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With news on Monday that Rosenstein has resigned/has not resigned/is about to be fired, here’s a quick look at the man who would take over as Robert Mueller’s boss when the deputy attorney general is gone.

If Rosenstein actually does resign, Trump would be able to replace him under the vacancy rule. If he is fired, it will require Senate confirmation of a replacement—unless, of course, Mitch McConnell suddenly decides that the Senate really, really must close … because. But even if Trump doesn’t immediately get to finger a replacement, he’s unlikely to find anyone more sympatico with his positions when it comes to the special counsel investigation than the man who will get the position by default. Should Rosenstein leave via either route, the investigation falls immediately to Solicitor General Noel Francisco.

As Business Insider reports, Francisco is a former Bush official who since then has worked at Jones Day, which is second only to Goldman Sachs as a source of Trump appointees. But most importantly for Trump, and for everyone else, Francisco’s history both in court and in his statements shows that he’s deeply supportive of unchecked executive power and highly disdainful toward the intelligence community.

In 2016, Francisco wrote an op-ed for the Wall Street Journal in which he attacked then FBI director James Comey, scoffed at the investigation into Hillary Clinton’s email server, and complained about both the “kid glove treatment” of Clinton and the “heavy handed” tactics taken toward Republicans. Since then, Francisco has made it clear that he supported Trump’s ability to fire Comey without cause, and has issued statements showing he supports Trump’s ability to fire both Rosenstein and Robert Mueller … no harm, no foul so far as Francisco is concerned.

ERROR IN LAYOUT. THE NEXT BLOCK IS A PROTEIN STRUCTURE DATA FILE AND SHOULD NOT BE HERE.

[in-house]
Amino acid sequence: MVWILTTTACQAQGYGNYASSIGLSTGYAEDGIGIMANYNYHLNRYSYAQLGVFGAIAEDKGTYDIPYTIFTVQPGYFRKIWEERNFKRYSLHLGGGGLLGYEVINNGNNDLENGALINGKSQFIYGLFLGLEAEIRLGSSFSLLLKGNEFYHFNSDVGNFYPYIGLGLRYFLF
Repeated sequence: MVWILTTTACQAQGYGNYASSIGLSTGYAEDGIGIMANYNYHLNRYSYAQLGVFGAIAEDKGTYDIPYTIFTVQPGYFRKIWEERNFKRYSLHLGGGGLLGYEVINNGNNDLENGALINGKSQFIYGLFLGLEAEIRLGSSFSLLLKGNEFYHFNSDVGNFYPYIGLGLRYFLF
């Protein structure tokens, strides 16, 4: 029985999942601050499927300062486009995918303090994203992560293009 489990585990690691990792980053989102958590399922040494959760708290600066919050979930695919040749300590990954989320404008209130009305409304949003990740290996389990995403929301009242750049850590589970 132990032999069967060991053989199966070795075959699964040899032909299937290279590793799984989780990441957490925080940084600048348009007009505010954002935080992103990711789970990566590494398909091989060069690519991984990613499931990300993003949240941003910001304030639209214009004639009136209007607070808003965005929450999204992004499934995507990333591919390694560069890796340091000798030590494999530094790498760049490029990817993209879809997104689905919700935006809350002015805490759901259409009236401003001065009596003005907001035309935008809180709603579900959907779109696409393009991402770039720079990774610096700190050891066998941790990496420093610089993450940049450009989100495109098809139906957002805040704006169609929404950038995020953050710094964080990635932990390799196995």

In short, the odds that Noel Francisco will provide any support to or protection for the Mueller investigation seems extremely remote. Instead, he’s likely to insist on passing along more information to the White House and may impose limits on both the topics and timeframe for the investigation. And that’s if he doesn’t just shut the whole thing down.

As Law and Crime reported on Sunday, Francisco is “a movement conservative through and through.” He’s an absolute partisan who was a clerk for Scalia before joining the Bush team to fight against the Florida recount. That’s who will now have charge of legal decisions of the current constitutional crisis—the guy who worked to get us here by ensuring the last great constitutional crisis.

When it comes to special counsel investigations, Francisco is already on record: He doesn’t believe in them. He would scrap the special counsel law and keep any investigations in normal channels at the DOJ and US attorneys offices.

Francisco is:

  • A dedicated partisan who was on the ground to create the recount crisis in Florida in 2000.
  • A big believer in executive power who has already given Trump a waiver for firing Comey, Rosenstein, Mueller, or anyone he wants without question.
  • A critic of both the FBI and other intelligence agencies who is completely on board with the idea that those agencies are too soft on Democrats, too hard on Republicans.

Don’t get to caught up in whether the details of Rosenstein’s departure give Trump the ability to hand pick a successor. It’s unlikely he could do much worse.

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This is a Creative Commons article. The original version of this article appeared here.

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